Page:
Let's face it.
Python is cool, and it has been so for a quarter century.
It's got maybe the best syntax out there, as far as programming language go, which makes it perfect to translate ideas into code.
It's got a library for almost everything, and if you know C++, it is trivially easy to create bindings for your C/C++ library. I'm not a C++ expert, yet I made a binding for a pet project of mine which is going to be featured here Real Soon Now(tm).
It's the perfect glue language.
It's... an Uncle Scrooge's Bin-sized bundle of goodness.
However, it's also got limits. One of these is that it's not a natively compiled language. Which means that, on average, pure python solutions are definitelty slower and need more RAM.
This might be the case for Fakedown. It is a simple, innocent-looking web app... However, it encapsulates an object that, in its current implementation, mantains a Markov Chain made out of a whole novel in memory.
Loading this and creating the Markov chain translates into 106 meg of memory occupation.
On a run-of-the mill developer's machine this is not a big deal. It's not a big deal even on a 13-years old laptop (like my son's).
However, if you deploy it into a constrainted machine (like, say, a small VPS)... then the memory footprint becomes important.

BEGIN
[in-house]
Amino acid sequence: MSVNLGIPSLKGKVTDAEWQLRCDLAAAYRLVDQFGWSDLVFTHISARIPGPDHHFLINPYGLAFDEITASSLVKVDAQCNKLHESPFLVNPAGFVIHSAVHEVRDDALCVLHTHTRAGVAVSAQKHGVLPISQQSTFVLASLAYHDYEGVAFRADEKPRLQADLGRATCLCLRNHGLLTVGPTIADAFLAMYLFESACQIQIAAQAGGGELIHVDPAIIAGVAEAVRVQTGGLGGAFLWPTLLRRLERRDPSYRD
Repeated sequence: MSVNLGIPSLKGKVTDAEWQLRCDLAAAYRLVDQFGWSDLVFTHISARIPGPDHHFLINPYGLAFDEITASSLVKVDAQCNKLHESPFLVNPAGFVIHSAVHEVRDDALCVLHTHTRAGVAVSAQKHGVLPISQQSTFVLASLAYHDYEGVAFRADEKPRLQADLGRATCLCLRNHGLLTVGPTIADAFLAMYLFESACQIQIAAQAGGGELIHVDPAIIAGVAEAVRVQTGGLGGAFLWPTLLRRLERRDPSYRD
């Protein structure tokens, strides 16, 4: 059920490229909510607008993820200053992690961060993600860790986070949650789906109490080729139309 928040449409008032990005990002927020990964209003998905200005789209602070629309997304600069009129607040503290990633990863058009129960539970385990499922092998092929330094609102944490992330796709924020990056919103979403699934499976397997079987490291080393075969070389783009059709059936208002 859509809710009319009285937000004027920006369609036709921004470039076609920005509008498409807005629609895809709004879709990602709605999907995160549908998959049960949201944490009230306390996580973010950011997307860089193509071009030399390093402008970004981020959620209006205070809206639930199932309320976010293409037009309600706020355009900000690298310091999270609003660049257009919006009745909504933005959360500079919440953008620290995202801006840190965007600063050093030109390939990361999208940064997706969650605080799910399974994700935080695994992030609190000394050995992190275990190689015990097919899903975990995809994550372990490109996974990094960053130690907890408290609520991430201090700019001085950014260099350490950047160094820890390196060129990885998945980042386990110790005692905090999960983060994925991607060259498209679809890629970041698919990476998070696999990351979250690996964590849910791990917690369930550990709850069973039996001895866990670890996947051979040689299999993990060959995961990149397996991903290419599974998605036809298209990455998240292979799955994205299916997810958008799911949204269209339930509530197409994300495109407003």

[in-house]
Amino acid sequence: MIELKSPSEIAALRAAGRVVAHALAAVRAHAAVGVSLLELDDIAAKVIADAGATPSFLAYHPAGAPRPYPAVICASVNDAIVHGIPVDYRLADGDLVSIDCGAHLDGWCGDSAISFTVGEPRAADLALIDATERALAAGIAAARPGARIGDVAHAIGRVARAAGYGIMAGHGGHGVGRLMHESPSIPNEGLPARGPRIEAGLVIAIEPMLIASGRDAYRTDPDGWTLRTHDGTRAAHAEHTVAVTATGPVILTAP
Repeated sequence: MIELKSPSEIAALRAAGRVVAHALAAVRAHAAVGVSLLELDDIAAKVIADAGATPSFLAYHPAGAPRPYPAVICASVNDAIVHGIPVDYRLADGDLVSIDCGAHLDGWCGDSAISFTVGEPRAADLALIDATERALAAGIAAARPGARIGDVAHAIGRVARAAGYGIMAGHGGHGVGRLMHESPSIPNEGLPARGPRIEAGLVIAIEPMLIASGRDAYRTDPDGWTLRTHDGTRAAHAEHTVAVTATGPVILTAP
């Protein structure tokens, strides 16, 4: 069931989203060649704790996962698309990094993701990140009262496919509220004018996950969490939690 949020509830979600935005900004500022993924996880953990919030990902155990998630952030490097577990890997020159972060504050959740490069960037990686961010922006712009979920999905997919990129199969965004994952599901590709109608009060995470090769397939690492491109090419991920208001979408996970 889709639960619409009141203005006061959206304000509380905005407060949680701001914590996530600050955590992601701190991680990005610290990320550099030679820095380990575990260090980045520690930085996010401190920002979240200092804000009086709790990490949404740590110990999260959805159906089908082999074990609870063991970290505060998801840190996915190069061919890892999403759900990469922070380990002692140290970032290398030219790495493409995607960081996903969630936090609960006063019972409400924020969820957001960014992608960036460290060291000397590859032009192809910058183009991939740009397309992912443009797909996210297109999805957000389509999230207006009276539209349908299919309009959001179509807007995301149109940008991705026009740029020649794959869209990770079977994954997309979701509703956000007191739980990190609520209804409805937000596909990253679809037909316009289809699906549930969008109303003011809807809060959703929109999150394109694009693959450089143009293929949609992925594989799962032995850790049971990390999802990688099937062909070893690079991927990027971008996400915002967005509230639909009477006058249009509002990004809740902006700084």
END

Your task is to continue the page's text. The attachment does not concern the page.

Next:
That's where Fakegown comes in.
It does the same thing Fakedown, only it is written in Go.
I'm no expert in that language, but I've been tinkering with it in my spare time, and converting my markdown engine from Python to Go might be quite a nice exercise, because you happen to touch real-world stuff (like building a text-only web api) but, at the same time, there are no overly complex algorithm to convert.
Got to say that I'm quite happy with it. Memory consumption has gone down from 106 meg to 24-31 - a 70% net gain. Moreover, the web app is definitely faster.
So, if you need a Markov chain engine to play with and you want speed and performance, get Fakegown.
A simple Markov Chain library made in go.
A test web app for my Markov chain library, modelled upon https://github.com/maxlambertini/fakedown .